Library forced to layoff staff, cut hours

Published 11:06 pm Saturday, June 6, 2009

IRONTON — Huge budget cuts resulting from shrinking revenue has forced the Briggs Lawrence County Public Library system to layoff 10 workers and trim operating hours at its five branches by nearly 15 percent.

Friday’s announcement to cut personnel and hours was widely expected after officials confirmed late last month that the countywide library system was anticipated to be saddled with a budget deficit in excess of $300,000 by the end of 2009.

The deficit is a result of dwindling revenue allocated by the Ohio Department of Taxation through the Public Library Fund which finances library systems through state income and sales taxes.

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Briggs Director Joe Jenkins said layoff notices were delivered Thursday and Friday to the 10 part-time staff employees affected. The change in hours will take effect June 15.

None of the five branches will be closed.

In addition to the 10 layoffs which start on June 18 and continue throughout the summer months, all additional full- and part-time employees will have their time reduced by eight hours each pay period.

Following the restructuring, the system will be left with 38 full-time employees and 10 part-time employees. Those laid off will have recall rights for two years should additional or improved funding become available.

Jenkins said this week’s decision was the toughest he has had to make since becoming director of the system in November 2001.

“We know that patrons will be inconvenienced by these changes, and we apologize. And we greatly regret having to lay off any staff members, as they do a tremendous job and will be missed,” Jenkins said.

“I have been overwhelmed by the positive attitudes our staff has maintained during this process, but they also understand that the budget has to be balanced at the end of the year.”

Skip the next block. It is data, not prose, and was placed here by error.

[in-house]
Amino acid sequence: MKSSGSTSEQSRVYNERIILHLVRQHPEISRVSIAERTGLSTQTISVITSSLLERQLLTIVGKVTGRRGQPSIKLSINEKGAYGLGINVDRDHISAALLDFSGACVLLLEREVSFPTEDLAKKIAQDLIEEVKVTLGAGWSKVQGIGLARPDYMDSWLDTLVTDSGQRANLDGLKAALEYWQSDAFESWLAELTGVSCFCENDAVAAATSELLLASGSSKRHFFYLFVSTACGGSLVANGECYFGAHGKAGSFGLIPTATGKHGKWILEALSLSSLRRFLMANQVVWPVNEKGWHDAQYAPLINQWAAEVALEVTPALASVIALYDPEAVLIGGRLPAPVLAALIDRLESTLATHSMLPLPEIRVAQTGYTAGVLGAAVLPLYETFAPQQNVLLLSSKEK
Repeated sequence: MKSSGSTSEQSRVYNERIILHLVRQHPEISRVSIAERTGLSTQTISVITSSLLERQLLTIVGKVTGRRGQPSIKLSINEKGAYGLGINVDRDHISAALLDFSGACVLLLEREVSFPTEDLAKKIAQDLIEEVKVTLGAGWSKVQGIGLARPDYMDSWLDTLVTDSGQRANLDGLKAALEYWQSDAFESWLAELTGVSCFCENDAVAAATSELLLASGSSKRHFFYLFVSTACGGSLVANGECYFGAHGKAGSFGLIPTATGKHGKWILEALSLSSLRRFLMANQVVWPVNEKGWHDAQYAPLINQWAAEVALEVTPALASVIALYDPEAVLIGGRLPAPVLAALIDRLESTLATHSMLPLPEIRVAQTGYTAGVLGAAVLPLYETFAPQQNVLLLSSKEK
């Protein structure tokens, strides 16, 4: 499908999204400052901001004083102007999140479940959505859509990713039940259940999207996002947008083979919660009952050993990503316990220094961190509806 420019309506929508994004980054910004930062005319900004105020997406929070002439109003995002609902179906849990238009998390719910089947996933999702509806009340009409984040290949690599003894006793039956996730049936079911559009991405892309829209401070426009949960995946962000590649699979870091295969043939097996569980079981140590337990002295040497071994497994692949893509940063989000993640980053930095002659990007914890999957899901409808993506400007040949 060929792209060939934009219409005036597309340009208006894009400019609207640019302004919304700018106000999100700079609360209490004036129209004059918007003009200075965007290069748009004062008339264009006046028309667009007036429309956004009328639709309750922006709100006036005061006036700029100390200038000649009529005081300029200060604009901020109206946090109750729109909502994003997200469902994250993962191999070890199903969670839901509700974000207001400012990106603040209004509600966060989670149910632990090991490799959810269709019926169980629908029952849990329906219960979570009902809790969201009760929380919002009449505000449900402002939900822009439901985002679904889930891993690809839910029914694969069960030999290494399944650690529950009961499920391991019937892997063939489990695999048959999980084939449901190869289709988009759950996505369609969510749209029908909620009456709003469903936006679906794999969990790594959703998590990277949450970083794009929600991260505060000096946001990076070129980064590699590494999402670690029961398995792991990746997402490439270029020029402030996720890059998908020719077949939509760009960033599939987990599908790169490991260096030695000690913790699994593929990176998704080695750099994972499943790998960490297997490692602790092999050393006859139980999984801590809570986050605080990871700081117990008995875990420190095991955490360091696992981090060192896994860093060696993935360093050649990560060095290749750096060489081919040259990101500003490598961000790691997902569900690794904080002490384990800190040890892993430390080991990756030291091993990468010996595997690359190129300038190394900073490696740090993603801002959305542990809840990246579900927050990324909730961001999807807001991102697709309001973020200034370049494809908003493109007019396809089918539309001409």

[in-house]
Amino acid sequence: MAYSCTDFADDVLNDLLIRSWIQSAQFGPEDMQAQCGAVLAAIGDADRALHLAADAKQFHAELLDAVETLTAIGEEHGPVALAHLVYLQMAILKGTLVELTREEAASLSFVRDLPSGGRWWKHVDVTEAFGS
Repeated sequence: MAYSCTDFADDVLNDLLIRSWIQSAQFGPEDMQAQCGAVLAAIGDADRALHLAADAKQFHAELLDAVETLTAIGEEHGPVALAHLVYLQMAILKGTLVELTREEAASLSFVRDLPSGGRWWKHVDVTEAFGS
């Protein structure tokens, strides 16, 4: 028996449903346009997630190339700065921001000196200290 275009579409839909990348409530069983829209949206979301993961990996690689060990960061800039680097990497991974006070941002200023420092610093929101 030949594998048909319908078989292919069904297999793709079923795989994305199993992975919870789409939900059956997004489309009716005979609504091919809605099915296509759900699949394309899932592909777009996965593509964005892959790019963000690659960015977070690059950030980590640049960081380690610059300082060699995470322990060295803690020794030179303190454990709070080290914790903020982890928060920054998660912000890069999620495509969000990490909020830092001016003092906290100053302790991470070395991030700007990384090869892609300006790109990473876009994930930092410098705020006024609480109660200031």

Like all public entities, state law mandates libraries complete their fiscal year with the minimum of a balanced budget.

Jenkins and the library’s Board of Trustees had planned and budgeted for a 4- to 5-percent decrease in funding from 2008, but less than five months into 2009 the library system was facing a 15 to 20 percent decrease in available monies due to higher state unemployment and drops in spending.

The system cut spending by $160,000 heading into its 2009 fiscal year based on projections delivered by the Ohio Department of Taxation.

However, new revenue estimates from Columbus forced Briggs to slash an additional $185,000 based on the condition of Ohio’s economy heading into the second half of the year.

All of Ohio’s libraries are funded through the Public Library Fund with 75 percent of those having state funding as their main source of revenue.

More than 98 percent of the revenue the Briggs Lawrence County Public Library system brings in is through state funding with the remaining balance coming in from late fees, donors and gifts. No local or county tax levies support the library system.

Even before yesterday’s decision, the library system had already made steps to help reduce the budget including the suspension or cutting of materials, supplies and library programming.

Starting June 15, Jenkins said library hours will be reduced from the current 269 hours per week to 222 hours. Some noticeable changes include opening one hour later at 10 a.m. with the main library now closing at 8 p.m. Branches will also close at 5 p.m. on Friday and Saturday.

The new hours for each branch building will be posted at each building and on the library’s Web site at

“To the many patrons we serve every day, the library remains a very valuable community resource,” Jenkins said. “We have a dedicated staff made up of great people who remain committed to serving our patrons and who will continue to do their best.”

Jenkins said the board has not discussed placing an operational levy on an upcoming election ballot.

He said the intent is for the library to operate within the funds made available through the state.

Jenkins said it was his opinion that the board would not even consider a levy until funding dropped to the point that branch closures would be imminent, and even then, they would choose to do so only because the board believes taxpayers should have their say on the matter.